Keeping Nuclear Afloat

By: Joel Brand

On August 1, 2016, the State of New York Public Service Commission (hereinafter “Commission”) approved an order adopting a Clean Energy Standard (hereinafter “CES”).[1] With the CES, the Commission adopted the goal, “as part of a strategy to reduce statewide greenhouse gas emissions by 40% by 2030,” “that 50% of New York’s electricity is to be generated by renewable sources by 2030.”[2]

As noted in the Order, New York’s upstate nuclear plants, which made up 31% of the State’s electricity generation mix in 2014:

…avoid the emission of over 15 million tons of carbon dioxide per year. Based on current market conditions, losing the carbonfree attributes of this generation before the development of new renewable resources between now and 2030, would undoubtedly result in significantly increased air emissions due to heavier reliance on existing fossil-fueled plants or the construction of new gas plants to replace the supplanted energy. The added emissions would complicate the State’s compliance with likely federal carbon standards and would result in dangerously higher reliance on natural gas, radically reducing the State’s fuel diversity. Such reduced fuel diversity could affect system reliability and price stability, making consumers more vulnerable to natural gas and concomitant electric price spikes.[3]

Tier 3 of the CES, which was “proposed to maintain existing eligible nuclear facilities,” creates Zero Emissions Credits (hereinafter “ZECs”).[4] Through the CES, owners of selected zero-emissions generating facilities enter into contracts administered by the New York State Energy Research and Development Authority (hereinafter “NYSERDA”) “to produce [] ZECs and sell them to NYSERDA for the duration of the contract.[5] Load Serving Entities (hereinafter “LSEs”) would then be required to purchase an amount of ZECs corresponding “to the proportion of the electric energy load served by the LSE,” resulting in all of the ZECs being purchased by all of the LSEs in the “New York Control Area.”[6] The price of the ZECs, set by the Commission, is equal to the “social cost of carbon,” less a so-called “Baseline RGGI Effect” (which is outside the scope of this post), and further adjusted downward “by the amount that future forecasts predict that NYISO Zone A energy prices combined with the Rest of State (ROS) capacity prices will exceed $39/MWh.”[7]

The last price adjustment is key because it brings the FERC-approved auction price (that is, “ROS capacity prices”) into the contract price. Opponents have challenged the constitutionality of the ZEC program, arguing that “[t]he actual dollar amount of the ZECs is tethered to the price of electricity in the FERC-regulated wholesale market.”[8] This language mirrors the language used in the seminal case, Hughes v. Talen Energy Mktg., LLC,[9] which rejected such a tethering as an infringement of FERC’s authority as established by the Federal Power Act.[10]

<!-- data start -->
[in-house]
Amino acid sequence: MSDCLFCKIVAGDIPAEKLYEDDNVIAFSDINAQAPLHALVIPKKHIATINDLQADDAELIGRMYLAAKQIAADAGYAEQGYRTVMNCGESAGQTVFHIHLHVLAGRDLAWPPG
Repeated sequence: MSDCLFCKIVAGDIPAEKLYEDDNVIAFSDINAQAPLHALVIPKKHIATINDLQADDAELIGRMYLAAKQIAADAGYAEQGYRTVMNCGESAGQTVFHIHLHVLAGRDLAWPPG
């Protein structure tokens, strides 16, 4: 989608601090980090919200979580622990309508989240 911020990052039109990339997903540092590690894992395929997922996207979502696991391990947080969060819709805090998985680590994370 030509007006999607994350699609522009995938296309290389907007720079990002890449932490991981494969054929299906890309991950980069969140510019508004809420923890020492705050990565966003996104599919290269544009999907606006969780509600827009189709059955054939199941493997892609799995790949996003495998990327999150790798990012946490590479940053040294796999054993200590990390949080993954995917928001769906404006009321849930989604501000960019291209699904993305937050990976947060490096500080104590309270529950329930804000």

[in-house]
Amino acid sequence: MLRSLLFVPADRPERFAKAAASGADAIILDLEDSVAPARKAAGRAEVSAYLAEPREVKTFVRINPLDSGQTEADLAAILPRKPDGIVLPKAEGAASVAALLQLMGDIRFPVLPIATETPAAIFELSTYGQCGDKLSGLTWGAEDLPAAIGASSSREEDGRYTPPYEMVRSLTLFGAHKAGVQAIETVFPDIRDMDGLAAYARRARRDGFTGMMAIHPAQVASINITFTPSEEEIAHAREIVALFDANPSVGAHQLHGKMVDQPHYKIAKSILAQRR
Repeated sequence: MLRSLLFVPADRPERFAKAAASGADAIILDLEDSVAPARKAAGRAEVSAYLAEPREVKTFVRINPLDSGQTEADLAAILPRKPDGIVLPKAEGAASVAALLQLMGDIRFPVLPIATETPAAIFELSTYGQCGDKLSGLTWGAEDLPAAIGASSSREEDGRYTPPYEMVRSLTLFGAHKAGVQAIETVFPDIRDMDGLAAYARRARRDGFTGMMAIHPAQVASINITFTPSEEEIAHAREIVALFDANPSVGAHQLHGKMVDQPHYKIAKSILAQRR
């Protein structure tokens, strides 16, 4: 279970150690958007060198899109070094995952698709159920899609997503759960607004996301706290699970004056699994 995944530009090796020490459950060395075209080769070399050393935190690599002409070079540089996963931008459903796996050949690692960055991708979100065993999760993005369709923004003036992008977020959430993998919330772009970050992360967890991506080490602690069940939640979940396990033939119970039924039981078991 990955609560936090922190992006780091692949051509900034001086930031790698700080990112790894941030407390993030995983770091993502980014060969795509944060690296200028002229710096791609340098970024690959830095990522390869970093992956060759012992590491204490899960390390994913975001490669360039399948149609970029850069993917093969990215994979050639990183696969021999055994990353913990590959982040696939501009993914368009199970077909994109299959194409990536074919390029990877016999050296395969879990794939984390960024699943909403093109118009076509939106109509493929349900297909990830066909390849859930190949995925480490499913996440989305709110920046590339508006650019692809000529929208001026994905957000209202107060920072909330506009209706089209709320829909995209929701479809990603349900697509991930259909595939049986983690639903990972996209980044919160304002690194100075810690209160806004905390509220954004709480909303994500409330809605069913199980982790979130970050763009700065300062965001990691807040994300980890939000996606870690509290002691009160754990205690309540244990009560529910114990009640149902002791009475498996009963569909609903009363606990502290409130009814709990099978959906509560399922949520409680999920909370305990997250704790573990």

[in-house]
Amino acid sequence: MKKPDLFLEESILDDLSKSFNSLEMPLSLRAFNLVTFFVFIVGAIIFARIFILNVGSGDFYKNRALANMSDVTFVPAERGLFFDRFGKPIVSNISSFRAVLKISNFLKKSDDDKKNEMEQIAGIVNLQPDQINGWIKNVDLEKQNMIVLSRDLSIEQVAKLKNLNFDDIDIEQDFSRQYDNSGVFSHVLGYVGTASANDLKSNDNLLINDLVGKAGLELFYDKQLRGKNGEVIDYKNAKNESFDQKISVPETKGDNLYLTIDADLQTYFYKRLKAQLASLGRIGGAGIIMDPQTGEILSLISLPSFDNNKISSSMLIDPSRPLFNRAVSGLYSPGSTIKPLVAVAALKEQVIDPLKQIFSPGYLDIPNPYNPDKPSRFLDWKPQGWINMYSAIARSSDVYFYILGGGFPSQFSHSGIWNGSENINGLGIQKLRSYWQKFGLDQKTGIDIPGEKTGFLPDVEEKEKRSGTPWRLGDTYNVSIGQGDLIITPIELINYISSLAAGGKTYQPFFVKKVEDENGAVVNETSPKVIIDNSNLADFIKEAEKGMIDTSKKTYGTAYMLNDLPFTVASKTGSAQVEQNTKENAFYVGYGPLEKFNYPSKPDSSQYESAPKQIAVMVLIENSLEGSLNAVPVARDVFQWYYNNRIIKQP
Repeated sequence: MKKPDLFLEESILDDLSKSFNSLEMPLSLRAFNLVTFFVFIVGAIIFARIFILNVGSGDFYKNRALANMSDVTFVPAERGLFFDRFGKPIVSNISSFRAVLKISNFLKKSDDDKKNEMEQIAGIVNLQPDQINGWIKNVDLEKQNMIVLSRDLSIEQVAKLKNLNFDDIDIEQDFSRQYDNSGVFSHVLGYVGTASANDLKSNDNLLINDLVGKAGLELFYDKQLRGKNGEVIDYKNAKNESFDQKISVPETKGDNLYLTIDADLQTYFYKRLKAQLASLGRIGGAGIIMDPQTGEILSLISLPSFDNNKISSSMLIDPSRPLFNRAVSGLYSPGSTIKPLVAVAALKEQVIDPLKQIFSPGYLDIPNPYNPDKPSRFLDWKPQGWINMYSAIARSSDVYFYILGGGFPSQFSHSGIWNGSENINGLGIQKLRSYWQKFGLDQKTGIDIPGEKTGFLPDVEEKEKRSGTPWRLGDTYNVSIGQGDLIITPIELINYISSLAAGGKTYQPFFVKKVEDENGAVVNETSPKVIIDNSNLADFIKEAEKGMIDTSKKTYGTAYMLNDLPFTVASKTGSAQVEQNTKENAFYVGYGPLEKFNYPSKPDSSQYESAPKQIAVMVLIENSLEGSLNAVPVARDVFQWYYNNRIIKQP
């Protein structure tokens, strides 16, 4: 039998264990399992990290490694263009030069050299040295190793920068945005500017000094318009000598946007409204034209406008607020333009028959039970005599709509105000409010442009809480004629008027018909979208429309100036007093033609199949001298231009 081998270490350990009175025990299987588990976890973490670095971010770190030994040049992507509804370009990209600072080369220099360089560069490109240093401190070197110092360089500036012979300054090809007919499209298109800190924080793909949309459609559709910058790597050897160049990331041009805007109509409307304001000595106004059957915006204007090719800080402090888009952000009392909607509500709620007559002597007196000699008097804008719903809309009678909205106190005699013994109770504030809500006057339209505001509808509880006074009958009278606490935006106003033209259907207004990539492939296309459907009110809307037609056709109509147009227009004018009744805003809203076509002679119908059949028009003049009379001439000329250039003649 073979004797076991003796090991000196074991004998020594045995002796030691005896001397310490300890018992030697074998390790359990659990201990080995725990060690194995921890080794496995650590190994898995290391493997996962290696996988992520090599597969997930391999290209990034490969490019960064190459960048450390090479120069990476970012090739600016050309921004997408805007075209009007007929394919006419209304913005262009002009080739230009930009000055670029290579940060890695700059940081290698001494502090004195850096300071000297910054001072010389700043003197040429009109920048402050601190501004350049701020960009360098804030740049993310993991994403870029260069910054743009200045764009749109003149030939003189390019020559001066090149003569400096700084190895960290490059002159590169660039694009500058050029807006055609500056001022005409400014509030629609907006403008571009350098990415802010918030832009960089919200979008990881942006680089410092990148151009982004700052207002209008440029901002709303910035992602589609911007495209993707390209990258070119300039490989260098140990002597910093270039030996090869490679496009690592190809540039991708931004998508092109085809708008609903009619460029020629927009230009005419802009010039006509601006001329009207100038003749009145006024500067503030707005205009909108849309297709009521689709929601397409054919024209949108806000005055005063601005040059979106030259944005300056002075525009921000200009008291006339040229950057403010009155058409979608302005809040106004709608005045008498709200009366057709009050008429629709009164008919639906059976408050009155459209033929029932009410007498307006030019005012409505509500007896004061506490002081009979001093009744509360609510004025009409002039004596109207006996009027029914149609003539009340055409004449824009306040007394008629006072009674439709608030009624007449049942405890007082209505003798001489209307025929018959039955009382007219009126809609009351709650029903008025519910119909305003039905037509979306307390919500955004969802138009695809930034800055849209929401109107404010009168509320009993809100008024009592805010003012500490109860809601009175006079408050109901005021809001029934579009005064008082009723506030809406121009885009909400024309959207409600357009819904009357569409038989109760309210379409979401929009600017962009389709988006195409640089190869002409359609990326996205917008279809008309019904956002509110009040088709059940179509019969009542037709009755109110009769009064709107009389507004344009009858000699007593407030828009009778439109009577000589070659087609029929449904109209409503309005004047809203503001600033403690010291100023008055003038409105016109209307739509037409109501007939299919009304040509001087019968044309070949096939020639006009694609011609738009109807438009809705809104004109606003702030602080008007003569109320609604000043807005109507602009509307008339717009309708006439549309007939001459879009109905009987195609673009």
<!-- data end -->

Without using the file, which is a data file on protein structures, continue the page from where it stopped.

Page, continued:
The program survived district court, and is now being challenged at the appellate level. Likewise with legislation in The ultimate outcome of these cases should decide the constitutionality of such programs aimed at creating economic incentives ample enough to keep already existing, zero-carbon-emitting – that is, nuclear – generators in the market. Such extra-market incentives may be necessary if nuclear generation is to remain competitive. According to a June 2017 report from Bloomberg New Energy Finance, thirty-four of sixty-one nuclear plants nationwide are losing money, while the nuclear sector as a whole is losing $2.9 billion annually.[13] Friends of the environment, many of whom disagree as to whether nuclear energy is a net positive for the environment, should be very interested in the outcome.

[1] State of New York Pub. Serv. Comm’n, Order Adopting a Clean Energy Standard (Issued and Effective: August 1, 2016), https://www.nyserda.ny.gov/All-Programs/Programs/Clean-Energy-Standard (follow “The Clean Energy Standard Order (8/1/2016)” hyperlink).

[2] Id. at 2.

[3] Id. at 19.

[4] Id. at 32.

[5] Order Adopting a Clean Energy Standard, supra note 1, at 50.

[6] Id. at 51.

[7] Id. at 138.

[8] Complaint n.2, Coalition For Competitive Electricity et al v. Zibelman, et al., No. 1:16-cv-08164 (S.D.N.Y. argued Mar. 29, 2017).

[9] Hughes v. Talen Energy Mktg., LLC, 136 S. Ct. 1288 (2016).

[10] 41 Stat. 1063, as amended, 16 U.S.C. § 791a et seq.

[11] Vill. of Old Mill Creek v. Star, Nos. 17 CV 1163, 17 CV 1164, 2017 U.S. Dist. LEXIS 109368, at *12 (N.D. Ill. July 14, 2017).

[12] Paul Ciampoli, Generators appeal judge’s ruling on Illinois nuclear support, Public Power Daily (July 20, 2017), http://www.publicpower.org/Media/daily/ArticleDetail.cfm?ItemNumber=48548.

[13] Robert Walton, BNEF: More than half of US nuclear plants losing money, Utility Dive (June 19, 2017), http://www.utilitydive.com/news/bnef-more-than-half-of-us-nuclear-plants-losing-money/445195/.

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